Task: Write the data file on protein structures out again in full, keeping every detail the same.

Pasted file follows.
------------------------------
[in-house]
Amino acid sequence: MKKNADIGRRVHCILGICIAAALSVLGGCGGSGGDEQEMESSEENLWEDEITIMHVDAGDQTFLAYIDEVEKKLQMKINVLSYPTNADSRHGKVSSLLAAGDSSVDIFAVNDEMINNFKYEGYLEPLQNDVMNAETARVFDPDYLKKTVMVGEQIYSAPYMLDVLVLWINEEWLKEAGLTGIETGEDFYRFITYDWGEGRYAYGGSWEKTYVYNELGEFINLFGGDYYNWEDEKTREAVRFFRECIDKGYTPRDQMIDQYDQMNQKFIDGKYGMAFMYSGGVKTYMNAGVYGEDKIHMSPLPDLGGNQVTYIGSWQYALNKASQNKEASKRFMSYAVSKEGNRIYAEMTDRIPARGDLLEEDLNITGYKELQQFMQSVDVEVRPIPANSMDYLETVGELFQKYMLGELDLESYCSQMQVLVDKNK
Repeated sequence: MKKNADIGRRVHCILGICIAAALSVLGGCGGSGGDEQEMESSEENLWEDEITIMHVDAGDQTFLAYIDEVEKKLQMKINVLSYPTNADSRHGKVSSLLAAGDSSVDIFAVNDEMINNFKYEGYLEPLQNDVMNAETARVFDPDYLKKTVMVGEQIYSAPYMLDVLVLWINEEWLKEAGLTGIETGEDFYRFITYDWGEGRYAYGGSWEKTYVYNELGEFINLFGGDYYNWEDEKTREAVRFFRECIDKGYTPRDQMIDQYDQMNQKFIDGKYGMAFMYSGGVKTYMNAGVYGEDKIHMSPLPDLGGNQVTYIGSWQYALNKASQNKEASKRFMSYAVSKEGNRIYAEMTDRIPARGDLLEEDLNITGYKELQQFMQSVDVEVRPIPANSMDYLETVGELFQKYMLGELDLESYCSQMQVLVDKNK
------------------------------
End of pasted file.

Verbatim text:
[in-house]
Amino acid sequence: MKKNADIGRRVHCILGICIAAALSVLGGCGGSGGDEQEMESSEENLWEDEITIMHVDAGDQTFLAYIDEVEKKLQMKINVLSYPTNADSRHGKVSSLLAAGDSSVDIFAVNDEMINNFKYEGYLEPLQNDVMNAETARVFDPDYLKKTVMVGEQIYSAPYMLDVLVLWINEEWLKEAGLTGIETGEDFYRFITYDWGEGRYAYGGSWEKTYVYNELGEFINLFGGDYYNWEDEKTREAVRFFRECIDKGYTPRDQMIDQYDQMNQKFIDGKYGMAFMYSGGVKTYMNAGVYGEDKIHMSPLPDLGGNQVTYIGSWQYALNKASQNKEASKRFMSYAVSKEGNRIYAEMTDRIPARGDLLEEDLNITGYKELQQFMQSVDVEVRPIPANSMDYLETVGELFQKYMLGELDLESYCSQMQVLVDKNK
Repeated sequence: MKKNADIGRRVHCILGICIAAALSVLGGCGGSGGDEQEMESSEENLWEDEITIMHVDAGDQTFLAYIDEVEKKLQMKINVLSYPTNADSRHGKVSSLLAAGDSSVDIFAVNDEMINNFKYEGYLEPLQNDVMNAETARVFDPDYLKKTVMVGEQIYSAPYMLDVLVLWINEEWLKEAGLTGIETGEDFYRFITYDWGEGRYAYGGSWEKTYVYNELGEFINLFGGDYYNWEDEKTREAVRFFRECIDKGYTPRDQMIDQYDQMNQKFIDGKYGMAFMYSGGVKTYMNAGVYGEDKIHMSPLPDLGGNQVTYIGSWQYALNKASQNKEASKRFMSYAVSKEGNRIYAEMTDRIPARGDLLEEDLNITGYKELQQFMQSVDVEVRPIPANSMDYLETVGELFQKYMLGELDLESYCSQMQVLVDKNK